In April, a new documentary will be shown on PBS television: “Forgiveness: A Time to Love and a Time to Hate.” This raises a central question: Is there ever a time to hate? Surely there are times when people hate, but should we set aside a time for hating? The subtitle of the film suggests an affirmative answer, but what good has hatred ever delivered to the world? Do those who crafted this title mean, instead, that there is a time to seek justice? This is self-evidently true because justice is a central virtue, perhaps the central virtue according to Plato. The subtitle, then, is muddled in its meaning if the writers confuse hatred and justice.
The film has a “prologue” for viewing. “Forgiveness is elusive,” the narrator says as the opening statement of this prologue, suggesting that we cannot find its core meaning.
“There is no consensus about what it is,” the narrator of the prologue proclaims with firm confidence. A Socratic dialogue would lead us to ask: “Does this imply that the “meaning” of forgiveness has no consensus?” Further, we need to clarify: “Does this mean that the actual differences are centered in the people, who possess ‘differences of opinion’ about what forgiveness is, or is the ‘meaning’ of forgiveness itself relative and ultimately lacking in any true consensus across the globe?”
“However you define forgiveness….” is yet another statement, bringing home the relativist assumption. There are many “opinions” brought forward in the brief prologue. None are examined. The impression, then, is that forgiveness itself is “elusive.” An issue not even remotely assumed in the prologue is this: Might the problem of a lack of consensus exist in the people themselves, who may not have thought about and experienced forgiveness deeply and over a long period of time? If Socrates assumed his own ignorance at understanding the objective nature of justice, which he did in The Republic, why do not the speakers in the prologue to “Forgiveness: A Time to Love and a Time to Hate” do the same thing? We are in an age in which the individual speaker has the power. Socrates assumed just the opposite.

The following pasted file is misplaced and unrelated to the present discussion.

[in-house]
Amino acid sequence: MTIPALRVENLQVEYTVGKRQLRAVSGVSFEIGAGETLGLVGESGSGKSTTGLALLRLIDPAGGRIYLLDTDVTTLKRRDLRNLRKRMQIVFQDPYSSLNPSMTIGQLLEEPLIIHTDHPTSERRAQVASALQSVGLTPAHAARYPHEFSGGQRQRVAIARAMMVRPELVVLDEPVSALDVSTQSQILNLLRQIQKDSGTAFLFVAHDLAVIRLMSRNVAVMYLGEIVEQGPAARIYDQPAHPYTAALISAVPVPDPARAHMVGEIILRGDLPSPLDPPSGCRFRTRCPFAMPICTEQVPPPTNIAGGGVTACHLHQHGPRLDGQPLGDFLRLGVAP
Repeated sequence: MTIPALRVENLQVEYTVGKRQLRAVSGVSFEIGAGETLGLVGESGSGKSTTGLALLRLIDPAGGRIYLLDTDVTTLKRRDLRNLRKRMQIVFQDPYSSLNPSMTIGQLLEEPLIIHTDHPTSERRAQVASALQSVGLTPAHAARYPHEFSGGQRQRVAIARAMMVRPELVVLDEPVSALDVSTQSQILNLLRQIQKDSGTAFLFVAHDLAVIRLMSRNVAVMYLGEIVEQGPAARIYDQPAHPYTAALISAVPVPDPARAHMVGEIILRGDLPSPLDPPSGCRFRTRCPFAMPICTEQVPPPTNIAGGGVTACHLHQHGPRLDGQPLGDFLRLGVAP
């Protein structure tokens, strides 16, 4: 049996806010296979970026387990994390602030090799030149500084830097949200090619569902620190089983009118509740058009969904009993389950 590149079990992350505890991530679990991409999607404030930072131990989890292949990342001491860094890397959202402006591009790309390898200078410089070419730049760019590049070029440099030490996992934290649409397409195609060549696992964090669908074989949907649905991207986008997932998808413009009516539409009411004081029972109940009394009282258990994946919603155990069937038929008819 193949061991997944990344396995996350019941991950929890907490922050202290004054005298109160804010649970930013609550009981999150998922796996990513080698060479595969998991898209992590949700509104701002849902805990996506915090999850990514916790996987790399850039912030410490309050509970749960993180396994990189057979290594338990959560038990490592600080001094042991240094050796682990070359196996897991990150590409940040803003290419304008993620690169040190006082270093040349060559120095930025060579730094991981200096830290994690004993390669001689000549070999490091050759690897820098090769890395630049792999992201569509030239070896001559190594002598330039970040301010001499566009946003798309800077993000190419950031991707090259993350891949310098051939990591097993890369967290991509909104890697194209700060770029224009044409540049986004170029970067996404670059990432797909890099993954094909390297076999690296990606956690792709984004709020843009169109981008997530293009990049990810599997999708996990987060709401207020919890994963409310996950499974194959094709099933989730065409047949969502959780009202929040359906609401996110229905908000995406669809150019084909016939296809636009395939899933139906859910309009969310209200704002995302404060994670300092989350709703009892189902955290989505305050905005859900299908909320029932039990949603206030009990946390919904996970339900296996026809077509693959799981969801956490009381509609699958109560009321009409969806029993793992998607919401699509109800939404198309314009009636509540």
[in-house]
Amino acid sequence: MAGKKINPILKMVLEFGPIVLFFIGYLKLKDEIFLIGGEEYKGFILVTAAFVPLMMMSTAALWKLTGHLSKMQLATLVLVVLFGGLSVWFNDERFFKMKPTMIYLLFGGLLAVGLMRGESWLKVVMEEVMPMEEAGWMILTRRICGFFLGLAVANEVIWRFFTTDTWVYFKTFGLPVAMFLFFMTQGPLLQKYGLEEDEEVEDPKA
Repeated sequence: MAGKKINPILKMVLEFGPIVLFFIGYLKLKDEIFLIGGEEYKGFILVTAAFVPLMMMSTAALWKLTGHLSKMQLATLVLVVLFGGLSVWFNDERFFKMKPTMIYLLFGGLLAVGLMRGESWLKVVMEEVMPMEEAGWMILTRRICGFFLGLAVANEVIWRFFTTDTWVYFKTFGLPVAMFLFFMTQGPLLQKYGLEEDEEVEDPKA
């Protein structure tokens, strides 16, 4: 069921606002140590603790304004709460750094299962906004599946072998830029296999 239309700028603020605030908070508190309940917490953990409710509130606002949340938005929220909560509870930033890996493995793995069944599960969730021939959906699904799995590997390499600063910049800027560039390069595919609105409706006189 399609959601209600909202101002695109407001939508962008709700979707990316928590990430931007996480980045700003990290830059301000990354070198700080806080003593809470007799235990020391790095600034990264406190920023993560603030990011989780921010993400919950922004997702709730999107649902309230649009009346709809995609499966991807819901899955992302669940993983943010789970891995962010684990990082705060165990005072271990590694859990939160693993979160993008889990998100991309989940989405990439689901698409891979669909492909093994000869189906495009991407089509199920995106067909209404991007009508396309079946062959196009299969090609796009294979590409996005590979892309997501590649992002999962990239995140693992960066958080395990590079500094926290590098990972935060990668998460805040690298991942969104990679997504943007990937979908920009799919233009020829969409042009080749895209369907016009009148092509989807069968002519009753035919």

In our blog post of March 17, 2012 (scroll down to read), we made the point that there are cross-cultural and cross-time meanings of forgiveness that strongly suggest a core meaning to what the narrator calls an “elusive” concept.
In the movie, The Paper Chase, Professor Kingsfield proclaims to his first-year Harvard law students: You come in here with a head full of mush….and you come out thinking like a lawyer. If the prologue is prelude to the rest of this symphony of ideas on forgiveness, we predict this: The viewer who has thought little about forgiveness will come to the film with a head full of mush……and, if he or she absorbs the film’s message without strong rebuttals, will leave with a head full of mush. We shall see.